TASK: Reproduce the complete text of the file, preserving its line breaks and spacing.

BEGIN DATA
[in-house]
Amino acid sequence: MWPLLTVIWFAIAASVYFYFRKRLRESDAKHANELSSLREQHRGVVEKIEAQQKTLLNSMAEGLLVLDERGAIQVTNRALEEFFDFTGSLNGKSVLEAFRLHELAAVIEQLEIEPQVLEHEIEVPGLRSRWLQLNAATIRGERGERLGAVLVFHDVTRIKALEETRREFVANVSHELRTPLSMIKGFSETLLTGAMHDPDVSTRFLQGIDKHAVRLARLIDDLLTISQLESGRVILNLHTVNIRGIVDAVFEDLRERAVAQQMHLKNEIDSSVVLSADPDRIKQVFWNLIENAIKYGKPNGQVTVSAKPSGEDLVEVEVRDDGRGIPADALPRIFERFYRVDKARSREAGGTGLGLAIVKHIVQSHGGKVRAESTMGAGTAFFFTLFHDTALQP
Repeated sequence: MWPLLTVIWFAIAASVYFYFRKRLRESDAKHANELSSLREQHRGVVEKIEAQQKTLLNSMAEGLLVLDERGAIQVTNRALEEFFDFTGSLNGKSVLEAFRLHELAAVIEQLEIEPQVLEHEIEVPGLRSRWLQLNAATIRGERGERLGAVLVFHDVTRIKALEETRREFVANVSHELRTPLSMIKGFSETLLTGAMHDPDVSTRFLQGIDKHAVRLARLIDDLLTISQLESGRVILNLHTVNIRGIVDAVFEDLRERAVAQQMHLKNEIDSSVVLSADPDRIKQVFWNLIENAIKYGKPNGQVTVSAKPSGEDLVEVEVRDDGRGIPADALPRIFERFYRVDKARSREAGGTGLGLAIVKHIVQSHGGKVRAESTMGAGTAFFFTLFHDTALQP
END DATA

[in-house]
Amino acid sequence: MWPLLTVIWFAIAASVYFYFRKRLRESDAKHANELSSLREQHRGVVEKIEAQQKTLLNSMAEGLLVLDERGAIQVTNRALEEFFDFTGSLNGKSVLEAFRLHELAAVIEQLEIEPQVLEHEIEVPGLRSRWLQLNAATIRGERGERLGAVLVFHDVTRIKALEETRREFVANVSHELRTPLSMIKGFSETLLTGAMHDPDVSTRFLQGIDKHAVRLARLIDDLLTISQLESGRVILNLHTVNIRGIVDAVFEDLRERAVAQQMHLKNEIDSSVVLSADPDRIKQVFWNLIENAIKYGKPNGQVTVSAKPSGEDLVEVEVRDDGRGIPADALPRIFERFYRVDKARSREAGGTGLGLAIVKHIVQSHGGKVRAESTMGAGTAFFFTLFHDTALQP
Repeated sequence: MWPLLTVIWFAIAASVYFYFRKRLRESDAKHANELSSLREQHRGVVEKIEAQQKTLLNSMAEGLLVLDERGAIQVTNRALEEFFDFTGSLNGKSVLEAFRLHELAAVIEQLEIEPQVLEHEIEVPGLRSRWLQLNAATIRGERGERLGAVLVFHDVTRIKALEETRREFVANVSHELRTPLSMIKGFSETLLTGAMHDPDVSTRFLQGIDKHAVRLARLIDDLLTISQLESGRVILNLHTVNIRGIVDAVFEDLRERAVAQQMHLKNEIDSSVVLSADPDRIKQVFWNLIENAIKYGKPNGQVTVSAKPSGEDLVEVEVRDDGRGIPADALPRIFERFYRVDKARSREAGGTGLGLAIVKHIVQSHGGKVRAESTMGAGTAFFFTLFHDTALQP